Well Alicia, baby, I just want to tell you that if you think this is love, you’ve got it all twisted up. If you think on God and what he would have for you, it isn’t another woman’s man. Point blank. God does not orchestrate confusion on any side. And if Swizz were to be for you and with you, it’d be well after the ink dries on the divorce papers and his own heart was restored and ready for new love. I don’t know where you are right now with this situation. It may well be that following Mashonda’s open letter that you have changed your mind and decided to lay low for a while and think about the consequences of your actions. I hope that is the case and not even for Mashonda’s sake but for God’s sake. If only for you to realize that what God has for you it is for YOU. He doesn’t dish out sloppy seconds. What He has for you, in terms of love, is pure and true. Love is patient and kind. Love is not envious—meaning it doesn’t envy established relationships and covet them. It does not boast, it isn’t proud, it is not rude, it is not self-seeking—meaning, in this case, it’s not you on Twitter showing off your stolen love to the world while someone else is hurting because of it. It is not easily angered, it keeps no record of wrong—the crazy part of this is that though you are wrong, God can make it right and he’ll forgive you and keep no record of your wrong, iff—that’s if and only if—you have a repentant heart. It always trusts, hopes, perseveres and never fails. Sound familiar? That’s because it came straight from the Bible and it is the love you should be going after. I bet it’s the love you want and think you have. I don’t know the content of your relationships with Swizz, but I’m willing to put money down that it ain’t a love like this. It ain’t a love like God wants for you. I believe that more than anything. I hope one day you’ll believe it too. Until that day, I’ll be praying for you Alicia.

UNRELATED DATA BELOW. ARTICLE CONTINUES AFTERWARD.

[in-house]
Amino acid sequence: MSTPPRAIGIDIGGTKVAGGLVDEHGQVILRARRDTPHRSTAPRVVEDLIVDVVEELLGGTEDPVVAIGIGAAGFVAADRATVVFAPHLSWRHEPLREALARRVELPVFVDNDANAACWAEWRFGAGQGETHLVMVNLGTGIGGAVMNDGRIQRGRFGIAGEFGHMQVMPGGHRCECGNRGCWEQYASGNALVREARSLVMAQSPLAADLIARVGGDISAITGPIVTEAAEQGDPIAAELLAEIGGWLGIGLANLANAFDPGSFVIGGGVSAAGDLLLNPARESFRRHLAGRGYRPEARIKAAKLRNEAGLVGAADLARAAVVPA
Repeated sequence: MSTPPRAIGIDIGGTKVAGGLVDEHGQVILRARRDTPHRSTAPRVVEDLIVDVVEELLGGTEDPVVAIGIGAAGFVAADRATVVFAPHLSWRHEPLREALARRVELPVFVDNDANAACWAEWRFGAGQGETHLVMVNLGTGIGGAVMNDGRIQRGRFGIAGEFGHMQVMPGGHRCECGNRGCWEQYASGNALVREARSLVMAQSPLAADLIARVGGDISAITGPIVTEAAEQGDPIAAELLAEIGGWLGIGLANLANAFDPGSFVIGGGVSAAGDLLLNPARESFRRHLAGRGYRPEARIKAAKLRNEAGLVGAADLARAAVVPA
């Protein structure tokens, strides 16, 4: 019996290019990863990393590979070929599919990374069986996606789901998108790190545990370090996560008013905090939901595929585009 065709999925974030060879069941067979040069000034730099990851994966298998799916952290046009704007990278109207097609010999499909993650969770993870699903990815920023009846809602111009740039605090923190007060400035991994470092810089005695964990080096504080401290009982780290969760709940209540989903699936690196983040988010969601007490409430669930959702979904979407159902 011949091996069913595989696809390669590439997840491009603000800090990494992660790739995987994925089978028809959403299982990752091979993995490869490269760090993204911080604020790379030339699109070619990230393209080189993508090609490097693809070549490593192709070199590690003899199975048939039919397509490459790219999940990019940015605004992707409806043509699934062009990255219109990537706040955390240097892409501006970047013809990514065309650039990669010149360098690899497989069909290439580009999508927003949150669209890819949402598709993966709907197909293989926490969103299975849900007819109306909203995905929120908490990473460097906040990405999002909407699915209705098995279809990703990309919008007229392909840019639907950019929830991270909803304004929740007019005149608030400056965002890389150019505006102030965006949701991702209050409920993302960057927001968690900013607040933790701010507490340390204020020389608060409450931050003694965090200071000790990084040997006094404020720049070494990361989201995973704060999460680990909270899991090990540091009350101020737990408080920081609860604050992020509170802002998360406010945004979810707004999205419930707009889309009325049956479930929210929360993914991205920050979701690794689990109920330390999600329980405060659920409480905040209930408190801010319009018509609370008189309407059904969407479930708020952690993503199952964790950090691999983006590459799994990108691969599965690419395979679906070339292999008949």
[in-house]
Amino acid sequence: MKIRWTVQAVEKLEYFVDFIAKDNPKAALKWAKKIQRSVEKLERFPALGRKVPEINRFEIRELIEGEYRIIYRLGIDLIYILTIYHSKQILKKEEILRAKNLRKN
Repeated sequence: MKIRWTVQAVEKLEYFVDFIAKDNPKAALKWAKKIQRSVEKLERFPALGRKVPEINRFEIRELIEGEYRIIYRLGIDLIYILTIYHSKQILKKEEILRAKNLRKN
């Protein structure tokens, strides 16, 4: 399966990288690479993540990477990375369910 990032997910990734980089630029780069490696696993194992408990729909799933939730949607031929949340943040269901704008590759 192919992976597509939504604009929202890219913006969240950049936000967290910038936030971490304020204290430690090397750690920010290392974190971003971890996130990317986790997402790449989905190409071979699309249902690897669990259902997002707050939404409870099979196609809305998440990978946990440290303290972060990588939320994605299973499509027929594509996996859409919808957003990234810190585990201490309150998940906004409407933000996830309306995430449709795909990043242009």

Sincerely Still Your Biggest Fan,

Nicole